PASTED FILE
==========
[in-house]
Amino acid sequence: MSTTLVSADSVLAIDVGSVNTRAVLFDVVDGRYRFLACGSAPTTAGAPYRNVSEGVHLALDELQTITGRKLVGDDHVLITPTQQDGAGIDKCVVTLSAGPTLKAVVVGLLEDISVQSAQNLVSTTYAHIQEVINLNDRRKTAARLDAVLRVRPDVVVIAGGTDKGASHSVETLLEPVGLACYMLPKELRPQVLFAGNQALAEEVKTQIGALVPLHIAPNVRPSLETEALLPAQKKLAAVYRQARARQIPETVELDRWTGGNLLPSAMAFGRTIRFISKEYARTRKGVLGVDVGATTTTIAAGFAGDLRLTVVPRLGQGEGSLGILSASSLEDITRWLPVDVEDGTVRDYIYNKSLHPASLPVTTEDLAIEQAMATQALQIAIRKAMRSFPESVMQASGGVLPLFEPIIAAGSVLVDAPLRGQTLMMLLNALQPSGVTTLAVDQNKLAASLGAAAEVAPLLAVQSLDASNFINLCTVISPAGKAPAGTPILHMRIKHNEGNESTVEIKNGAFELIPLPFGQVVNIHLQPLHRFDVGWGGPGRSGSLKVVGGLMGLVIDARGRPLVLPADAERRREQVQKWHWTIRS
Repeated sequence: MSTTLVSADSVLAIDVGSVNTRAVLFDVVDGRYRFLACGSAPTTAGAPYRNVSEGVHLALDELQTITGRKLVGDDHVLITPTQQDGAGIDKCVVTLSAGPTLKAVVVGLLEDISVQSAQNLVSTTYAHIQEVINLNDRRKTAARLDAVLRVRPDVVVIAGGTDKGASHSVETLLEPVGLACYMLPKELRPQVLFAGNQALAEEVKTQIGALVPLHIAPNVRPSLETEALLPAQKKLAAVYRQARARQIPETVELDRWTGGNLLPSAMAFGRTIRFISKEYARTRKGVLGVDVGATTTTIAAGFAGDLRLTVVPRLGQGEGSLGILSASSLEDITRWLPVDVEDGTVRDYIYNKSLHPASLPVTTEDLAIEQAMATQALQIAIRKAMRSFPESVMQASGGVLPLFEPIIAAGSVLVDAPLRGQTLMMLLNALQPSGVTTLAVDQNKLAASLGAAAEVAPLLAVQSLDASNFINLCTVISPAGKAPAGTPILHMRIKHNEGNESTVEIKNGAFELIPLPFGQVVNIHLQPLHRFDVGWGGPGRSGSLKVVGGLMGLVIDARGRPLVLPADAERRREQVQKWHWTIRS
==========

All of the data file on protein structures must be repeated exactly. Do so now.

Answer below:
[in-house]
Amino acid sequence: MSTTLVSADSVLAIDVGSVNTRAVLFDVVDGRYRFLACGSAPTTAGAPYRNVSEGVHLALDELQTITGRKLVGDDHVLITPTQQDGAGIDKCVVTLSAGPTLKAVVVGLLEDISVQSAQNLVSTTYAHIQEVINLNDRRKTAARLDAVLRVRPDVVVIAGGTDKGASHSVETLLEPVGLACYMLPKELRPQVLFAGNQALAEEVKTQIGALVPLHIAPNVRPSLETEALLPAQKKLAAVYRQARARQIPETVELDRWTGGNLLPSAMAFGRTIRFISKEYARTRKGVLGVDVGATTTTIAAGFAGDLRLTVVPRLGQGEGSLGILSASSLEDITRWLPVDVEDGTVRDYIYNKSLHPASLPVTTEDLAIEQAMATQALQIAIRKAMRSFPESVMQASGGVLPLFEPIIAAGSVLVDAPLRGQTLMMLLNALQPSGVTTLAVDQNKLAASLGAAAEVAPLLAVQSLDASNFINLCTVISPAGKAPAGTPILHMRIKHNEGNESTVEIKNGAFELIPLPFGQVVNIHLQPLHRFDVGWGGPGRSGSLKVVGGLMGLVIDARGRPLVLPADAERRREQVQKWHWTIRS
Repeated sequence: MSTTLVSADSVLAIDVGSVNTRAVLFDVVDGRYRFLACGSAPTTAGAPYRNVSEGVHLALDELQTITGRKLVGDDHVLITPTQQDGAGIDKCVVTLSAGPTLKAVVVGLLEDISVQSAQNLVSTTYAHIQEVINLNDRRKTAARLDAVLRVRPDVVVIAGGTDKGASHSVETLLEPVGLACYMLPKELRPQVLFAGNQALAEEVKTQIGALVPLHIAPNVRPSLETEALLPAQKKLAAVYRQARARQIPETVELDRWTGGNLLPSAMAFGRTIRFISKEYARTRKGVLGVDVGATTTTIAAGFAGDLRLTVVPRLGQGEGSLGILSASSLEDITRWLPVDVEDGTVRDYIYNKSLHPASLPVTTEDLAIEQAMATQALQIAIRKAMRSFPESVMQASGGVLPLFEPIIAAGSVLVDAPLRGQTLMMLLNALQPSGVTTLAVDQNKLAASLGAAAEVAPLLAVQSLDASNFINLCTVISPAGKAPAGTPILHMRIKHNEGNESTVEIKNGAFELIPLPFGQVVNIHLQPLHRFDVGWGGPGRSGSLKVVGGLMGLVIDARGRPLVLPADAERRREQVQKWHWTIRS